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Leadership / Strategy

Guest Blog: #Facebook


Facebook has announced that they are finally embracing the hashtag, which they claim will "help people more easily discover what others are saying about a specific topic and participate in public conversations."

Once the service has fully rolled out over the next couple of weeks, users will be able to:

  • Search for a specific hashtag from their search bar. For example, #NBAFinals (this will bring up a chronologically ordered list of comments using the same term).
  • Click on hashtags that originate on other services, such as Instagram.
  • Compose posts directly from the hashtag feed and search results.

Since 2007, hashtags on Twitter have meant users can be a part of global conversations – such as about TV shows like X Factor (#xfactor) and Britain’s Got Talent (#bgt).

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Of course, Facebook users also like chat about what’s on the box – the platform’s Product Manager, Greg Lindley, explained that the recent "Red Wedding" episode of Game of Thrones received over 1.5 million mentions on Facebook, and there were over 66.5 million interactions around this year’s Oscars, including likes, comments and posts.

Given that during primetime television alone there are between 88 and 100 million Americans using the platform each night, and that the use of the hashtag is crossing over into real life (the video for Blurred Lines by Robin Thicke features the artist’s surname and a hashtag flashing on screen throughout), surely it makes perfect sense for the world’s most popular social network to integrate the hashtag?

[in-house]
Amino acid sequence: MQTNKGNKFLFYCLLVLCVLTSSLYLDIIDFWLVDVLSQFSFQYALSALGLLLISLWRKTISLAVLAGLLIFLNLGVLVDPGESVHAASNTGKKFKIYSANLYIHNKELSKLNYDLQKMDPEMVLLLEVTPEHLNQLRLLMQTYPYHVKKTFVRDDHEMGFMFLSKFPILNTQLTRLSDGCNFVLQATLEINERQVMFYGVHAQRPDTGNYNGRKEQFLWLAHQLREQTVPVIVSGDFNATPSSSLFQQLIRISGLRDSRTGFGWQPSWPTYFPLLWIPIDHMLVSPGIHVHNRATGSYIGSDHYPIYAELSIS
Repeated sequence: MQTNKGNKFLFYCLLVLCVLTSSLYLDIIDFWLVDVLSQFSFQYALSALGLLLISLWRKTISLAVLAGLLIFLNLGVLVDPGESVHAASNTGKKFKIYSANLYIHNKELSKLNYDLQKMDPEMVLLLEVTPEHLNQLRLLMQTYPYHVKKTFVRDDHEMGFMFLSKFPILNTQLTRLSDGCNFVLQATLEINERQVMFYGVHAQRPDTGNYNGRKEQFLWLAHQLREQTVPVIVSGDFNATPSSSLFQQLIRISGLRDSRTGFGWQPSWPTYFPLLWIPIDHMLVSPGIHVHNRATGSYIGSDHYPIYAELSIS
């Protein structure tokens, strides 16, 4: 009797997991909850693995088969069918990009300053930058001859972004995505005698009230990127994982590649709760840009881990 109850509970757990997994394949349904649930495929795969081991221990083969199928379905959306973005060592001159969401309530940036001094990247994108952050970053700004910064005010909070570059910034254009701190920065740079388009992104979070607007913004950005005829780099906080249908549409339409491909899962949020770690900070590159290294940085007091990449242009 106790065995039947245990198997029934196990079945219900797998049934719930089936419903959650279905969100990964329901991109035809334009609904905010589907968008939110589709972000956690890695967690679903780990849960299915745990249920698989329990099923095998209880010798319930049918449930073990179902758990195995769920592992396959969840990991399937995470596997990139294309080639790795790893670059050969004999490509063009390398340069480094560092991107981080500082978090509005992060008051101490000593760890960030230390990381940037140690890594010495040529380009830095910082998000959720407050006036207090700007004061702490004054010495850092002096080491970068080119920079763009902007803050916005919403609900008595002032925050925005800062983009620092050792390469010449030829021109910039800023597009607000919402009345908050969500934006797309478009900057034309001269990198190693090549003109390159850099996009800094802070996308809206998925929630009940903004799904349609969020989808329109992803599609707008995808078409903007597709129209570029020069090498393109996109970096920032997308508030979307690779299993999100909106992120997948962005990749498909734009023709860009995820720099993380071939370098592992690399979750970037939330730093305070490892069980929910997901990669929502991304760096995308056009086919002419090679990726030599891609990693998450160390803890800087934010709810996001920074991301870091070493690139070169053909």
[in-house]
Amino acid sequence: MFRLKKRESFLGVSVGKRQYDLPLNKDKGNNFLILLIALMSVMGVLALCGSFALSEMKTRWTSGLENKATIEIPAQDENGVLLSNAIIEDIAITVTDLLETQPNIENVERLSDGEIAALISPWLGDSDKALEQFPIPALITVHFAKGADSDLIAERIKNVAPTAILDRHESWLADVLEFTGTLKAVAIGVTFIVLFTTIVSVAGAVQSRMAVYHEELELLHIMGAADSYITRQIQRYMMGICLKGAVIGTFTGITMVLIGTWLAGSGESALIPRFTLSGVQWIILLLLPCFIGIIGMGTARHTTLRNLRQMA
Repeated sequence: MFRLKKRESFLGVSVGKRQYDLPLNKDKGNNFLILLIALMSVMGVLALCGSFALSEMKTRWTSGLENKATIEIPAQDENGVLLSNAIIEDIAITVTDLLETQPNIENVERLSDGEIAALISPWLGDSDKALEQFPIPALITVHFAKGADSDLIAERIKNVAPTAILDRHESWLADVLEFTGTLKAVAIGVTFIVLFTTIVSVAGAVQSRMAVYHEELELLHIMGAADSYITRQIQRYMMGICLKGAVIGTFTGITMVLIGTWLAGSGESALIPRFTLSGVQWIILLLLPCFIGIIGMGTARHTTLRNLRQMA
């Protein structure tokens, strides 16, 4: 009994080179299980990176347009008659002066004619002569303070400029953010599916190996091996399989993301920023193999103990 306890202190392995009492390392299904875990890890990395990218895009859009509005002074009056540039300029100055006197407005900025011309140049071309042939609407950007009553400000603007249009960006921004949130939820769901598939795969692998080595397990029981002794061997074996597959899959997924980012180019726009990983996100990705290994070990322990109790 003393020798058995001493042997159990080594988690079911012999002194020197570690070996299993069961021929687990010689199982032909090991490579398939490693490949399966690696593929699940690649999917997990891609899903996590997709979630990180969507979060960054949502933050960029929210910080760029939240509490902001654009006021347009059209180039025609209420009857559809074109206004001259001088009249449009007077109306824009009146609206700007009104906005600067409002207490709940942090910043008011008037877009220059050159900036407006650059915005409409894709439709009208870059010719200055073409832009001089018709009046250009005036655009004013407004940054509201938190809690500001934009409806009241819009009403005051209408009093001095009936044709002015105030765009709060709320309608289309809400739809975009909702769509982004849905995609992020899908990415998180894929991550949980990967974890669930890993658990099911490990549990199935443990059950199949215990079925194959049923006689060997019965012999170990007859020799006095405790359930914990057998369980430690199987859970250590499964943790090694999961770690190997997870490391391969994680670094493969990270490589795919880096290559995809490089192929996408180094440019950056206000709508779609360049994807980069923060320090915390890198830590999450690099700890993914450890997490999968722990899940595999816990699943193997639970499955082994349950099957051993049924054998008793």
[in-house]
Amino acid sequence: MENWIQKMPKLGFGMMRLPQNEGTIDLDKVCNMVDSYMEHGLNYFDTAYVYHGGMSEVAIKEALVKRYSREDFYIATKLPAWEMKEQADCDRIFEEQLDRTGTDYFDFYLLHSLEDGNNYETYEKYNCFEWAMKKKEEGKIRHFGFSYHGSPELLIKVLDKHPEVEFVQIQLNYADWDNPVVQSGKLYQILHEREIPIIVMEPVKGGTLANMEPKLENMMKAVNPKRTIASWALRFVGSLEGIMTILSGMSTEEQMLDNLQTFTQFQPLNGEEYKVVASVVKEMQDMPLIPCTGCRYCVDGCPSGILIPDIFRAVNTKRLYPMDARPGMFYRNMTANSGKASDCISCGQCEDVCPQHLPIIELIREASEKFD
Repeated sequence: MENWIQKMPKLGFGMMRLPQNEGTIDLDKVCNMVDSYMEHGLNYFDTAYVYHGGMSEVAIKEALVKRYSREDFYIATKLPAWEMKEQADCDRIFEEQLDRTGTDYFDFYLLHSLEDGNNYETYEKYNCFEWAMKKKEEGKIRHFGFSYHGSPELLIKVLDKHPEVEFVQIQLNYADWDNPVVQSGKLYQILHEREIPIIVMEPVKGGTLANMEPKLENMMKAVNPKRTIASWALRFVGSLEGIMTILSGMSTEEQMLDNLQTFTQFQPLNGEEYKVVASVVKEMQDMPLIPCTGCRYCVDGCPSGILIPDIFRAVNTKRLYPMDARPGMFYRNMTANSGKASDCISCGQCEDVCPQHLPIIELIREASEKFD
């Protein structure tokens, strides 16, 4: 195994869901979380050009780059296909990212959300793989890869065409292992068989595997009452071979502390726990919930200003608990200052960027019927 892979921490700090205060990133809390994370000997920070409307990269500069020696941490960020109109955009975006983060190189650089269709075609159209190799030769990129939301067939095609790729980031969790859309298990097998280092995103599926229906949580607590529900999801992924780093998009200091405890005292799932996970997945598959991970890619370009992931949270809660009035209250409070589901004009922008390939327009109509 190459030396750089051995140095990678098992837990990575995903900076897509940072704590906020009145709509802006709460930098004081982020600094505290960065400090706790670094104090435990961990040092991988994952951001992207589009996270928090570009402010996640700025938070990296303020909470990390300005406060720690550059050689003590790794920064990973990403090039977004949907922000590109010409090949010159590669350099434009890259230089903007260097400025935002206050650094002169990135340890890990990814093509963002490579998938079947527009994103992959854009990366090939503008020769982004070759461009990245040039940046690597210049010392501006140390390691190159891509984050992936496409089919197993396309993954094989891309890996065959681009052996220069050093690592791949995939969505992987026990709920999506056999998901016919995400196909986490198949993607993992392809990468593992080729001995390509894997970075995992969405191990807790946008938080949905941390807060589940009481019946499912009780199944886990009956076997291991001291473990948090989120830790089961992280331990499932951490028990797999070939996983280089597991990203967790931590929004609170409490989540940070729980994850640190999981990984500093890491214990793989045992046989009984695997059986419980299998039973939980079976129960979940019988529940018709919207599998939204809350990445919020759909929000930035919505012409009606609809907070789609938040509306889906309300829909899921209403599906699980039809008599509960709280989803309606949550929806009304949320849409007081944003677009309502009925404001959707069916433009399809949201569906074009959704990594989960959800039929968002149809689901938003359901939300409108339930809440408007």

And as well as providing benefits to its users, this new move will be a boon for brands. Historically, it’s been a challenge for digital types to track conversation around brands and products on Facebook as a large proportion of its users protect their posts from public view, rendering them unsearchable. Whilst this will still be the case (users can still limit who can view their hashtagged posts), use of hashtags will make buzz around a brand more easily recognisable, as well as allowing marketers to develop digital campaigns that straddle multiple platforms – united by a common element.

Of course there’s a way for the platform to make revenue from this – indeed, monetising Graph Search is something Mark Zuckerberg has already discussed. Whilst Facebook does not currently allow advertisers to target people using hashtags, or sponsorship of a hashtag (such as with Twitter), this is an obvious move for the future. Furthermore, the insights that can be gained from analysing hashtagged conversations on the platform will help brands target advertising more precisely, allowing Facebook to charge a premium for the space.

Facebook has promised further features around this in the near future, such as trending hashtags and deeper conversation insights. We’ll be keeping an eye on these, as well as which brands make use of this new feature first, and best.
This article is from the CBROnline archive: some formatting and images may not be present.